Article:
Blue Heron in flight

Sunday, October 4, 2009

Shaver and Szukalski

The brilliant Glenn Bray, one of the greatest and most perceptive art collectors I know, keeper of the Szukalski Archive, is helping sponsor this show and sends this press clipping over.

at the Pasadena City College Art Gallery
Exhibition: October 9 - November 14, 2009

Reception:  Friday, October 9, 6 - 8 PM


Pasadena City College Art Gallery presents an exhibition featuring two extraordinary artists who each created work based on their singular conclusions about the lost origins of human culture: Stanislav Szukalski (1893 - 1987) and Richard S. Shaver (1907 - 1975).  The exhibit includes drawings, paintings, sculpture, original manuscripts, rare publications, studio ephemera and recorded interviews with the late artists.

Stanislav Szukalski
 was a celebrated artist in his native Poland during the 1920s and '30s, acclaimed for his detailed and elaborately symbolic sculpture that combines elements evocative of European avant-gardes and Meso-American iconography.  Tragically, much of Szukalski's life's work was destroyed or lost during the Nazi occupation of Warsaw.
Szukalski relocated to the United States in 1939.  For the last decades of his life, living in relative obscurity in the San Fernando Valley, California, he focused on his science of Zermatism, a comprehensive theory of human pre-history that he developed through an extensive body of drawings, writings and sculpture.

Richard Shaver gained fame in the post-WWII era in the United States as the author of science fiction stories (mostly published in the pulp magazine Amazing Stories) that he insisted were fundamentally true.  He told of malevolent creatures who live underground, where they manipulate contemporary humans via fantastic mind-controlling machines created eons ago by technologically superior races that have long since abandoned earth. "The Shaver Mystery," as it became known, was a phenomenon in the science fiction world for a few years, as thousands of readers stepped forward to affirm the truth of Shaver's claims.

In later years, Shaver became convinced that certain stones were actually manufactured objects containing text and imagery; these stones being a kind of book made by those advanced antediluvian races.  He produced paintings and photographs based on these "rock books," in order to reveal the true history of intelligent life on earth.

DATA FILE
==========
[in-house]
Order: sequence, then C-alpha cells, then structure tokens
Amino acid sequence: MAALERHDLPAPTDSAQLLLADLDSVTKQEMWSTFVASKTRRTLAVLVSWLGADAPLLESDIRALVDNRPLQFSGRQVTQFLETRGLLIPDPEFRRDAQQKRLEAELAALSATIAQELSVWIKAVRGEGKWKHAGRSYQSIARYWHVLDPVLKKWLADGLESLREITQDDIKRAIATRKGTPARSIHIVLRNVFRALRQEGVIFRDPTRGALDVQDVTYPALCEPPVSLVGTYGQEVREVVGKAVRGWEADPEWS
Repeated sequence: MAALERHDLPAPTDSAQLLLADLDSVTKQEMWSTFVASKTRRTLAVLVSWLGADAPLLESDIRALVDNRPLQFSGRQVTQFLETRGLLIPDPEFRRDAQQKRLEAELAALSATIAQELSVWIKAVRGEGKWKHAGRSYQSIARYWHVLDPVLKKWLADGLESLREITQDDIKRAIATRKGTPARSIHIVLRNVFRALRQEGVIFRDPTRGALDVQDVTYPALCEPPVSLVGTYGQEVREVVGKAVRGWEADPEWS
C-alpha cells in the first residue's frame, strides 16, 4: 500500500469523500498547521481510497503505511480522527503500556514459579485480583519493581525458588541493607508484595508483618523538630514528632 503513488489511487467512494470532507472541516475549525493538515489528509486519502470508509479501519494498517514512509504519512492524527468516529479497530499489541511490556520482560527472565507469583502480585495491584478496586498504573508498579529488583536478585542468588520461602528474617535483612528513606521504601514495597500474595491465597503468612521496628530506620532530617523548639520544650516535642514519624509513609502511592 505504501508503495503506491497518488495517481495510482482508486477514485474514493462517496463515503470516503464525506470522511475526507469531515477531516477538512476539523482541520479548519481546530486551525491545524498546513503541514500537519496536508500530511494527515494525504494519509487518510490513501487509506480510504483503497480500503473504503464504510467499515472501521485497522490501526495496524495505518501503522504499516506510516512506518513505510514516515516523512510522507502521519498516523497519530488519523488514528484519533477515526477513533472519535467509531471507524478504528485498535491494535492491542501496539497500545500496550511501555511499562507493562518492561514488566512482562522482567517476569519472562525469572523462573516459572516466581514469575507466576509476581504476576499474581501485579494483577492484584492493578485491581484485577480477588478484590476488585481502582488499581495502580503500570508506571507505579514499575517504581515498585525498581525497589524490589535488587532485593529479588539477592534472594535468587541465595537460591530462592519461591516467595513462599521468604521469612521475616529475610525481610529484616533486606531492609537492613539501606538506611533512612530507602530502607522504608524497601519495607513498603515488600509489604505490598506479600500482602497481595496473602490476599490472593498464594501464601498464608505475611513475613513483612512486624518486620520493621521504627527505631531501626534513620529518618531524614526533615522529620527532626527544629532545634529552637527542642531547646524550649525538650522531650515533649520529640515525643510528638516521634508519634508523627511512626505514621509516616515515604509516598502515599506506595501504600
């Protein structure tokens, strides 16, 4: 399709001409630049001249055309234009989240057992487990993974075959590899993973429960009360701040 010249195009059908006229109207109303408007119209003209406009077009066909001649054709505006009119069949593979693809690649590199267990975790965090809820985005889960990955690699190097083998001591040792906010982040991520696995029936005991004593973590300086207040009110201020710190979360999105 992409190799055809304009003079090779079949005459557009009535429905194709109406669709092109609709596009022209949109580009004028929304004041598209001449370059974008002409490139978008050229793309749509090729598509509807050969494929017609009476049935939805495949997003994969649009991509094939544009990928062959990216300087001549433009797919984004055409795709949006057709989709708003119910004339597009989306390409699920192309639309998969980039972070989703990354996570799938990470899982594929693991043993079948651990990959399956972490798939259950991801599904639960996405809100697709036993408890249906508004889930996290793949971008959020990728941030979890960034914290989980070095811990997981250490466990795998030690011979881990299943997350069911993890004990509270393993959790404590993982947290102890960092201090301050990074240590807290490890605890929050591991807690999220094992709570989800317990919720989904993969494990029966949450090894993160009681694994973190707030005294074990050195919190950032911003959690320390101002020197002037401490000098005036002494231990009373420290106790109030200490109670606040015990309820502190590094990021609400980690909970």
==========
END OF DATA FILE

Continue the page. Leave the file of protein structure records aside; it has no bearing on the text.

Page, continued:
Mantong and Protong:
 Each of these men remained fiercely loyal to his single-minded pursuit of humankind's history in the face of personal tragedy and the frustration of being ignored or dismissed by the very culture they were dedicated to illuminating.   The show takes its title from their researches: The Shaver Mystery began when Shaver published what he called an ancient alphabet that is the key to all human languages, complete with a glossary of meanings.  He called that alphabet "Mantong."   Szukalski studied ancient pictograms and petroglyphs from around the world and concluded that recurrent design motifs in pre-historic drawings comprise a universal code.  Sounds and meanings were attached to those visual symbols, and together they make up "Protong," the proto-language that Szukalski asserted is the basis of all human languages.

The exhibition is curated by Brian Tucker, director of the Pasadena City College Art Gallery, with the cooperation of Archives Szukalski, run by Szukalski's longtime friends and patrons Glenn Bray and Lena Zwalve.  Tucker has organized several exhibitions featuring Shaver's work in the past, including The Hidden World
 at the Santa Monica Museum of Art in 1994 and A Little Application of Our Much-Touted Know-How at the Guggenheim Gallery at Chapman University, 2002.  Shaver's work has also been exhibited at Christine Burgin Gallery, New York, and included in an exhibition of "outsider photography," Create and Be Recognized, that travelled to museums around the US in 2004-2006.   Szukalski's art has appeared in numerous posthumous exhibitions, including the career retrospective Struggle, at the Laguna Art Museum in 2000 and The Self-Born at Varnish Fine Art, San Francisco, in 2005. Several volumes of Szukalski's works remain in print, published by Last Gasp, San Francisco, includingStruggle: The Art of Szukalski, Inner Portraits and Behold!!! The Protong.

Mantong and Protong is presented in conjunction with the Pasadena festival of Art & Ideas, organized around the theme of "origins."  The festival runs October 23 - November 9.  (More information is available at www.artideasfestival.org). The exhibition is made possible through the support of the Pasadena Art Alliance, The Pasadena City College Foundation, and the PCC Division of Visual Arts and Media Studies.
1570 East Colorado Blvd.
Pasadena, CA 91106
Recorded Gallery information: (626) 585-3285

PCC ART GALLERY HOURS: Monday through Thursday: 11 A.M. to 8 P.M; Friday, Saturday: Noon to 4 P.M. Closed Sundays and school holidays. Visitor parking is available on campus for $2.